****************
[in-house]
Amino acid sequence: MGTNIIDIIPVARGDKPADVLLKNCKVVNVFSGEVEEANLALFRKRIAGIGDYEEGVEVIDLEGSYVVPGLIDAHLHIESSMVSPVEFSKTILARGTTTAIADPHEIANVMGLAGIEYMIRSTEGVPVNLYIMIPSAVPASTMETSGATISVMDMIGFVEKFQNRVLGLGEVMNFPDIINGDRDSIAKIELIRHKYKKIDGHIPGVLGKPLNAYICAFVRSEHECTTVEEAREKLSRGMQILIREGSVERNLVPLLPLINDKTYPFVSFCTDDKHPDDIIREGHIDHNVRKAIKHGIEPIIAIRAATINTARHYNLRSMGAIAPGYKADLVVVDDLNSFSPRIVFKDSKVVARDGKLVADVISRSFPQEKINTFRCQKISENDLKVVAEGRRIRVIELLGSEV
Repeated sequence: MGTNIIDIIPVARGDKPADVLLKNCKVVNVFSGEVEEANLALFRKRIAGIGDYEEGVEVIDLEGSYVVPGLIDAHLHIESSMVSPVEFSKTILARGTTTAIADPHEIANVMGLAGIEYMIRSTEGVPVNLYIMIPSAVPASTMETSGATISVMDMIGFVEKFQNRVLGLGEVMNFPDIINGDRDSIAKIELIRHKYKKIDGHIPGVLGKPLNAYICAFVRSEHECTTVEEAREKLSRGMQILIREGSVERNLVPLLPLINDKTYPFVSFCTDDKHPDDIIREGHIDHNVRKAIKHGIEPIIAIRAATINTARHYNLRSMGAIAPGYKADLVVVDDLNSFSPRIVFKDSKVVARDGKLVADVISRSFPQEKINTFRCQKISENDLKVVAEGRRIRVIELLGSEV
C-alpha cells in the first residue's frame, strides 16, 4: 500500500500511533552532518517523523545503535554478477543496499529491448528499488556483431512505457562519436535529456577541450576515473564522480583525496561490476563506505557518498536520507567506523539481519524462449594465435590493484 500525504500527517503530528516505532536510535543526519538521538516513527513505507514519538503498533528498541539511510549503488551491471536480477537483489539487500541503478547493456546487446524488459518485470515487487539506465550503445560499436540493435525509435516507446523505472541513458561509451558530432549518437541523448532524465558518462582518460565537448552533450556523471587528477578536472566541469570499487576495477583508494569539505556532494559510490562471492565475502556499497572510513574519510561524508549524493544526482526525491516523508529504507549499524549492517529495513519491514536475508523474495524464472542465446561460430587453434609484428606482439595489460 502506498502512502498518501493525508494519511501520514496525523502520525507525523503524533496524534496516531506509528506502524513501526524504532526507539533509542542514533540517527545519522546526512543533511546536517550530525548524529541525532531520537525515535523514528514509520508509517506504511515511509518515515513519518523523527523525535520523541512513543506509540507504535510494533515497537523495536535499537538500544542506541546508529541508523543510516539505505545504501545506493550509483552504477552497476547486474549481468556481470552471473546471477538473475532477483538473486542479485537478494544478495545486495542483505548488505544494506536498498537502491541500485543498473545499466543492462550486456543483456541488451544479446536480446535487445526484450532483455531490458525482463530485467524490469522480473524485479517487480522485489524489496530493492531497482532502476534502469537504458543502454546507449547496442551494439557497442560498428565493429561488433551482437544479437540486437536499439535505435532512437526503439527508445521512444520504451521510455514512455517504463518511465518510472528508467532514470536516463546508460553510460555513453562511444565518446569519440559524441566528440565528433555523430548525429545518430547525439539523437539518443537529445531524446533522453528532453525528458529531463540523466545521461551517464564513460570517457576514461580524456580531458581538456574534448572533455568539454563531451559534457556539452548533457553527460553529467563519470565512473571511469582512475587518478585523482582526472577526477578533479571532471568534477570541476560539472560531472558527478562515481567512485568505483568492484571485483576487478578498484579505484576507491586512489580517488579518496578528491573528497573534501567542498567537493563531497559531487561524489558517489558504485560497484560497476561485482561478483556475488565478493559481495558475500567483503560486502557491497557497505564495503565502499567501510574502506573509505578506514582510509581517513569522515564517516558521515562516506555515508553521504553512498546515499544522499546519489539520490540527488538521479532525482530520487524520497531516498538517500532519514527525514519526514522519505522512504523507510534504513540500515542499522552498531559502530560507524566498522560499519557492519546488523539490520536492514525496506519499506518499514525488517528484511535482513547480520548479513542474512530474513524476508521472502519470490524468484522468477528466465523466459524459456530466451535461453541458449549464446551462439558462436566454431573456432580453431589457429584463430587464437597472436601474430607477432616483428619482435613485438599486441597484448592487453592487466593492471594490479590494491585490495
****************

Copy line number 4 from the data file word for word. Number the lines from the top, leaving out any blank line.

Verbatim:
C-alpha cells in the first residue's frame, strides 16, 4: 500500500500511533552532518517523523545503535554478477543496499529491448528499488556483431512505457562519436535529456577541450576515473564522480583525496561490476563506505557518498536520507567506523539481519524462449594465435590493484 500525504500527517503530528516505532536510535543526519538521538516513527513505507514519538503498533528498541539511510549503488551491471536480477537483489539487500541503478547493456546487446524488459518485470515487487539506465550503445560499436540493435525509435516507446523505472541513458561509451558530432549518437541523448532524465558518462582518460565537448552533450556523471587528477578536472566541469570499487576495477583508494569539505556532494559510490562471492565475502556499497572510513574519510561524508549524493544526482526525491516523508529504507549499524549492517529495513519491514536475508523474495524464472542465446561460430587453434609484428606482439595489460 502506498502512502498518501493525508494519511501520514496525523502520525507525523503524533496524534496516531506509528506502524513501526524504532526507539533509542542514533540517527545519522546526512543533511546536517550530525548524529541525532531520537525515535523514528514509520508509517506504511515511509518515515513519518523523527523525535520523541512513543506509540507504535510494533515497537523495536535499537538500544542506541546508529541508523543510516539505505545504501545506493550509483552504477552497476547486474549481468556481470552471473546471477538473475532477483538473486542479485537478494544478495545486495542483505548488505544494506536498498537502491541500485543498473545499466543492462550486456543483456541488451544479446536480446535487445526484450532483455531490458525482463530485467524490469522480473524485479517487480522485489524489496530493492531497482532502476534502469537504458543502454546507449547496442551494439557497442560498428565493429561488433551482437544479437540486437536499439535505435532512437526503439527508445521512444520504451521510455514512455517504463518511465518510472528508467532514470536516463546508460553510460555513453562511444565518446569519440559524441566528440565528433555523430548525429545518430547525439539523437539518443537529445531524446533522453528532453525528458529531463540523466545521461551517464564513460570517457576514461580524456580531458581538456574534448572533455568539454563531451559534457556539452548533457553527460553529467563519470565512473571511469582512475587518478585523482582526472577526477578533479571532471568534477570541476560539472560531472558527478562515481567512485568505483568492484571485483576487478578498484579505484576507491586512489580517488579518496578528491573528497573534501567542498567537493563531497559531487561524489558517489558504485560497484560497476561485482561478483556475488565478493559481495558475500567483503560486502557491497557497505564495503565502499567501510574502506573509505578506514582510509581517513569522515564517516558521515562516506555515508553521504553512498546515499544522499546519489539520490540527488538521479532525482530520487524520497531516498538517500532519514527525514519526514522519505522512504523507510534504513540500515542499522552498531559502530560507524566498522560499519557492519546488523539490520536492514525496506519499506518499514525488517528484511535482513547480520548479513542474512530474513524476508521472502519470490524468484522468477528466465523466459524459456530466451535461453541458449549464446551462439558462436566454431573456432580453431589457429584463430587464437597472436601474430607477432616483428619482435613485438599486441597484448592487453592487466593492471594490479590494491585490495